TV Theme Songs: The Soul of a TV Show

TV Theme Songs: The Soul of a TV Show

Television theme songs (and the opening credits sequences designed to accompany them) are an art form that is seldom given the careful study it deserves. In fact, theme songs are not as prevalent as they once were, producers opting to jump right into the story with the credits playing over the opening scene.  Something is lost in this abrupt start of a television show, a bit of magic that may not be essential, but that certainly transports us with its melody and lyrics.

I have often mused that the TV theme song is the soul of a television show, establishing the spirit, premise, and world of what we are about to watch. It speaks from the show’s heart and transitions audiences from their daily grind toward a world that will allow them escape for chunk of time.  In the cases where there are lyrics, they are often upbeat messages that inspire courage or strength, or that hint at a better world or a new life on the horizon. The tunes are catchy, earworms that stay with us so that when we hear them the following week we are indoctrinated to tune in. It creates a Pavlovian response in us: time for my show.

For this article, I am concentrating on theme songs with lyrics, but that is not say that there aren’t theme songs that are just instrumentals that aren’t just as effective. That will be a piece for a different day. Today, however, I have poured through hundreds of TV theme songs WITH lyrics and have chosen the twenty-five most-effective at setting up their show’s premise, artfully conveying the show through their opening credit sequences, and creating earworms that will never relent from drawing you in.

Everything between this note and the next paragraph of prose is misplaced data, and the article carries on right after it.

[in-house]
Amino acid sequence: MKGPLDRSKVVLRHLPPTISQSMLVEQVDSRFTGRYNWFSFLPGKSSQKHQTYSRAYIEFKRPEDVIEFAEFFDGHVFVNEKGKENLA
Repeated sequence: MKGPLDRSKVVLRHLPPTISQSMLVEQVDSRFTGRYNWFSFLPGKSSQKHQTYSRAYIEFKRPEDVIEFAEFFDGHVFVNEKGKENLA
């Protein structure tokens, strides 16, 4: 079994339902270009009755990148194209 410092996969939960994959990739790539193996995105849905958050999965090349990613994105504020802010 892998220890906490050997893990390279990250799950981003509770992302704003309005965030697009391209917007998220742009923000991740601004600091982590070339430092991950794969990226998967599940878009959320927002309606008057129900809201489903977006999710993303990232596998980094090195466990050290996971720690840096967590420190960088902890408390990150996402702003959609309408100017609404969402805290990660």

Top-Twenty-Five TV Theme Songs with Lyrics:

25. “I’ll Be There For You” from Friends
Music and Lyrics by Michael Skloff and Allee Willis
This opening montage has become somewhat iconic, featuring the six titular characters (Ross, Rachel, Chandler, Joey, Phoebe, and Monica) dancing in and around a fountain. The song “I’ll Be There for You” climbed the Billboard charts to #1, one of the few TV themes songs to achieve this honor. Performed by the band The Rembrandts, the song is a list of all the ways that life can go wrong, but that good friends will always see you through.

24. “The Best of Both Worlds” from Hannah Montana
Music and Lyrics by Miley Cyrus
“The Best of Both Worlds” was not only an effective television theme song, but a popular one that had kids (and parents) singing along. The premise of the show is simple: a teenage rock star wants to have a normal life AND the life of red carpet glamour, so she operates as two different personas. Sometimes she is her real self, the awkward Miley, and sometimes she is her alter ego, the pop sensation Hannah Montana. The song is a spirited celebration of having your cake and eating it too, sung by the show’s star Miley Cyrus.